GUEST BLOG POST: Secrets of a Jewish Mother – by Jill Zarin, Lisa Wexler and Gloria Kamen
(From Secrets of a Jewish Mother by Jill Zarin, Lisa Wexler, and Gloria Kamen. Reprinted by arrangement with Dutton, a member of Penguin Group (USA), Inc. Copyright (c) 2010.)
Our society blames parents for their children’s transgressions and praises them for their children’s accomplishments. We’d rather take less blame and less credit. We can all see that there are great parents who have lousy kids and there are horrid parents who end up with wonderful children. For every neglected child who grows up to win a Nobel Prize, there are children from privileged and protected homes whose adulthood is spent in isolation and misery.
Also, two kids who grow up in the same house with the same parents more often than not have completely different perspectives on their childhood. Even as you read this book, you will find Jill saying to Lisa, “Did we grow up in the same house?” Yes. And no.
If you are not yet a parent, you should know that kids are born the way they are born. Relax. You can’t control much of anything, and you probably can’t change that much either, especially when it comes to their temperament. If they are willful and stubborn as toddlers, they will probably stay that way. You can influence the books your kids read and the television shows they watch, and try to set the best example humanly possible, but if they start running with the wrong crowd, you are in trouble. Peers exert a greater influence than you do, and you won’t even know it until your children are all grown up and confide in you all the things you missed along the way. Do not fret about this—you are not supposed to know everything. Your child’s journey into adulthood is meant to contain secrets from you.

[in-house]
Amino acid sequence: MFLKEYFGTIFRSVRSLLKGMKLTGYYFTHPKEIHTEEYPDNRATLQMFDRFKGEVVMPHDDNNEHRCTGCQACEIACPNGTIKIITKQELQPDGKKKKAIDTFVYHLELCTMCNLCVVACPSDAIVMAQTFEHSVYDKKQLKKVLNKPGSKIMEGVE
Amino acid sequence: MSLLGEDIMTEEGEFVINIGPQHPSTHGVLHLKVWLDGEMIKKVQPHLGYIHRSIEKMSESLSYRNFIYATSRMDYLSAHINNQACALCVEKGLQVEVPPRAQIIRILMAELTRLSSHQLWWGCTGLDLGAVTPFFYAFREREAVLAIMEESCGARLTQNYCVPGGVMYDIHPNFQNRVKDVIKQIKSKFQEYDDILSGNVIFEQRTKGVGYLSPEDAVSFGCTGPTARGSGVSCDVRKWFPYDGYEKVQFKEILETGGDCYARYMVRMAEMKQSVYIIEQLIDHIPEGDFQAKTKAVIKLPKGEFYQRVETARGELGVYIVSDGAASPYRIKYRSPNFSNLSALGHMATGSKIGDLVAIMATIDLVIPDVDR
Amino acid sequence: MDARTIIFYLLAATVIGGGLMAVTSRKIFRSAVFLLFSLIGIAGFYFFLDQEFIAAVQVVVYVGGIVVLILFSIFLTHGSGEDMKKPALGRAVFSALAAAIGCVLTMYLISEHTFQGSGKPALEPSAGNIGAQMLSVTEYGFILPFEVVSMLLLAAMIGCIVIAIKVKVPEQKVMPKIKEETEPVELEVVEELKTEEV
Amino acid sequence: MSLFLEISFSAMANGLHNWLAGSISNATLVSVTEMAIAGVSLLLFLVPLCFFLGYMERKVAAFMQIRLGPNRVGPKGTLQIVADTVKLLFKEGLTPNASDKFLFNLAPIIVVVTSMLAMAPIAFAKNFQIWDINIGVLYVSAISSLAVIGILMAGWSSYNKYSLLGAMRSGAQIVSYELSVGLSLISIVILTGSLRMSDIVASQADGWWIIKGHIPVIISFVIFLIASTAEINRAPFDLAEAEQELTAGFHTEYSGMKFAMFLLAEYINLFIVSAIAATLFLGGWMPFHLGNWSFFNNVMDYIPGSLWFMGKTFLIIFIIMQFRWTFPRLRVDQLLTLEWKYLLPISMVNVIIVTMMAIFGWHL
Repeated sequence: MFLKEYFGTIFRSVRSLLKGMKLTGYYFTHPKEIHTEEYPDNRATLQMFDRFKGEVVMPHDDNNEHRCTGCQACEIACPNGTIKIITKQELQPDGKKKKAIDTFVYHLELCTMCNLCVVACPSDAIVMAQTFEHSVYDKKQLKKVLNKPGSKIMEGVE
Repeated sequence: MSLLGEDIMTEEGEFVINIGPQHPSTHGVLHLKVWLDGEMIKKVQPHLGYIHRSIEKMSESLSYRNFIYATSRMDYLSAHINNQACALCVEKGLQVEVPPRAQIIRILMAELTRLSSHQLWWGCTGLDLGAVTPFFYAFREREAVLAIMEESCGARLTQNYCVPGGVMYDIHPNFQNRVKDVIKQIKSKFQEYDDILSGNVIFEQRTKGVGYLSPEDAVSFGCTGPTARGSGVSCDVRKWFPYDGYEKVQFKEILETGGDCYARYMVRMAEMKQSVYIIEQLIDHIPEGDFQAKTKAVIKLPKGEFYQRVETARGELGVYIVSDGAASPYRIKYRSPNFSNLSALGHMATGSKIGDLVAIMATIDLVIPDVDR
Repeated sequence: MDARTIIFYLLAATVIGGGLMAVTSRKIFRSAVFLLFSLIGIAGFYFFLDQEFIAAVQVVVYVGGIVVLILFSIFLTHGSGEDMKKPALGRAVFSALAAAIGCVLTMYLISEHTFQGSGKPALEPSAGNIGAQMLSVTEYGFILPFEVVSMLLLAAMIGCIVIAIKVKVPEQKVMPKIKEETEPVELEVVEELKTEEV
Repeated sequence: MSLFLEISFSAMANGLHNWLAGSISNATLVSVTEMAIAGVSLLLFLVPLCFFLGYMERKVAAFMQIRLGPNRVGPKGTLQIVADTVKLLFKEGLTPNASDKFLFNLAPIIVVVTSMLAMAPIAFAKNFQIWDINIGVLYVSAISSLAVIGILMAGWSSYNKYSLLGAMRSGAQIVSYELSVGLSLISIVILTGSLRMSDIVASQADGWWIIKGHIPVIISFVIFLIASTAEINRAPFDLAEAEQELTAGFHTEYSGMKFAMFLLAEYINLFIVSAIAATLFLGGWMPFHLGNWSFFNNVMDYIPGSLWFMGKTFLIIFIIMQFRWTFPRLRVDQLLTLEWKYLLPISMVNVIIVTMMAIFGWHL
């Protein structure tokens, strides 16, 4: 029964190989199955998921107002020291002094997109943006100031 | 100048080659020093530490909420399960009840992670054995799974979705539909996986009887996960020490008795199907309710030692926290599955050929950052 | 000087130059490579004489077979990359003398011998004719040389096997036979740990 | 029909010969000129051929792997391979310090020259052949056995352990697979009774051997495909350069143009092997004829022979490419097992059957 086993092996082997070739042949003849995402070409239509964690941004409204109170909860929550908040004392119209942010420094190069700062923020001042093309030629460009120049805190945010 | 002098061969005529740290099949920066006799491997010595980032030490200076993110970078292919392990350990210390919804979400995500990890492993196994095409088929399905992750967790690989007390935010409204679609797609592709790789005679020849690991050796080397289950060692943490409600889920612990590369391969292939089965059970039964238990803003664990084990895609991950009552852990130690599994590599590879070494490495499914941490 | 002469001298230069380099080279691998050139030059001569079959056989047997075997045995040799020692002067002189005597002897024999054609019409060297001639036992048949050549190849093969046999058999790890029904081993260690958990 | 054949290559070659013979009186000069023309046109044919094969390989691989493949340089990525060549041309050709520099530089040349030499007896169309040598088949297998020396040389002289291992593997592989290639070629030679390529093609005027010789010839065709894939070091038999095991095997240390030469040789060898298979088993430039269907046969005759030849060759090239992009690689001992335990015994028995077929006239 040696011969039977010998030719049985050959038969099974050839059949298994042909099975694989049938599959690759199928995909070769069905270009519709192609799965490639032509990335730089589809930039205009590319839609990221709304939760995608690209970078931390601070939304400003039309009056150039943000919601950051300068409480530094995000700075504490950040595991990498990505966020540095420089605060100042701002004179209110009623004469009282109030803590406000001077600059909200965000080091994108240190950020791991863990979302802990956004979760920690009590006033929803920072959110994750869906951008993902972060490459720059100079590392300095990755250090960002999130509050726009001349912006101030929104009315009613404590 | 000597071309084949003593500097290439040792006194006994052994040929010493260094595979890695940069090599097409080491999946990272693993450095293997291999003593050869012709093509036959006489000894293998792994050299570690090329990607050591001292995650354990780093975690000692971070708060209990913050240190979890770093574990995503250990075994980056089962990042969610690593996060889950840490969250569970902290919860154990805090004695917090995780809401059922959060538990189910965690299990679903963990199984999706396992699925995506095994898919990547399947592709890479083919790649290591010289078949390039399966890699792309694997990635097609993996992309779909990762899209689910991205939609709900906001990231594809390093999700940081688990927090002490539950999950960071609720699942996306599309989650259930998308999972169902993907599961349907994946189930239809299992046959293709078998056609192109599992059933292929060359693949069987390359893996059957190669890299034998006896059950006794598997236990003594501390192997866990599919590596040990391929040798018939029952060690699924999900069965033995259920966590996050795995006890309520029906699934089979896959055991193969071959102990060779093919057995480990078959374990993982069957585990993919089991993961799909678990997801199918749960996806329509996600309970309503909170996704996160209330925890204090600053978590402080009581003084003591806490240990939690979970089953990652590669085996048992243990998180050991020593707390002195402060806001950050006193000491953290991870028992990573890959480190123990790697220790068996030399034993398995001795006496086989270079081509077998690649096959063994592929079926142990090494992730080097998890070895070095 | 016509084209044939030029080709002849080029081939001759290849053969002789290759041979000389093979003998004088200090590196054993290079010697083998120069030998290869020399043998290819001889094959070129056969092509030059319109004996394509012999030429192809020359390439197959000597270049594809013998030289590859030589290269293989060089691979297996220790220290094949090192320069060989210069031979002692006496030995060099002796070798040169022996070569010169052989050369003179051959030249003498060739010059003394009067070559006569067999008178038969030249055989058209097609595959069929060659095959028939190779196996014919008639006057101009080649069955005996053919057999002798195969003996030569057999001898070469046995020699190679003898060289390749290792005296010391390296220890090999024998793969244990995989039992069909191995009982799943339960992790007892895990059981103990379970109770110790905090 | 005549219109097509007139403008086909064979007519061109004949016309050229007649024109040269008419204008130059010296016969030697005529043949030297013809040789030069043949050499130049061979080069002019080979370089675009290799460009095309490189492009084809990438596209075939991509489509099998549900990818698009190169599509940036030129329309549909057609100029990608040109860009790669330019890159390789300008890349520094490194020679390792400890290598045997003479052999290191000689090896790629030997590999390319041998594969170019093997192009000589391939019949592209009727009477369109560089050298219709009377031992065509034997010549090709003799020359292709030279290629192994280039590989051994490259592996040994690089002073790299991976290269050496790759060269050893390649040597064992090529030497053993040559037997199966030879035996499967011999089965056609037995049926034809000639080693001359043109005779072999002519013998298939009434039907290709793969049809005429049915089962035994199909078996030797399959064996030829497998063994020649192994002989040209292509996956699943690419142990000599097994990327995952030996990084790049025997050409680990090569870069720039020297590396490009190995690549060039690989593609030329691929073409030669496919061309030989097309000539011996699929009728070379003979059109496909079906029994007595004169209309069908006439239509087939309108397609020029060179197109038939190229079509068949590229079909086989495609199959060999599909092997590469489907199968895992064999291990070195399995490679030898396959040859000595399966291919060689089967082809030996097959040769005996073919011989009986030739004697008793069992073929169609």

You are probably thinking, then why read this chapter at all? If the whole thing is a crapshoot anyway, then why bother following anyone’s advice? Just because you probably can’t change the outcome of a situation, are you then supposed to abandon the struggle? Absolutely not! If there is one thing the Jewish mother believes, it is that despite the outcome, the battle must be fought.
Obviously, some things make a huge difference in a child’s well-being—
showing love, giving plenty of attention and setting a good example. So do your best; don’t shirk your responsibilities. But if you have done your best, don’t flog yourself if the child you raised didn’t grow up to be the adult you envisioned. The universe plays funny tricks on all of us. We are meant to learn lessons from every significant relationship. If your relationship with your child or parent is less than wonderful, examine your behavior. If you can look at yourself and absolve yourself of blame, then absolve yourself of guilt. If not, then fix what is fixable before it’s too late. People don’t live forever.
1. Why did you decide to have kids?
2. So far, is parenting kids what you expected it to be?
3. Who is your best parental role model? Do you seek his or her advice? As often as you should?
4. Who is more responsible for your child’s good grades in school, you or your child? Why?
5. In what ways has your child’s nature been the same since birth?
6. In what ways has your child’s nature changed since birth? Do you think the changes are due to your interventions?
7. Do you blame your parents for your own worst attributes? Is that fair?
8. What behaviors in your child do you think your parenting could affect?
About the Authors:
Jill Zarin is one of The Real Housewives of New York City on television.
Lisa Wexler, her sister, is the award-winning host of the daily radio program The Lisa Wexler Show.
Gloria Kamen, their mother, was the surprise hit of Real Housewives season two. She writes the “Ask Gloria” column on BravoTV.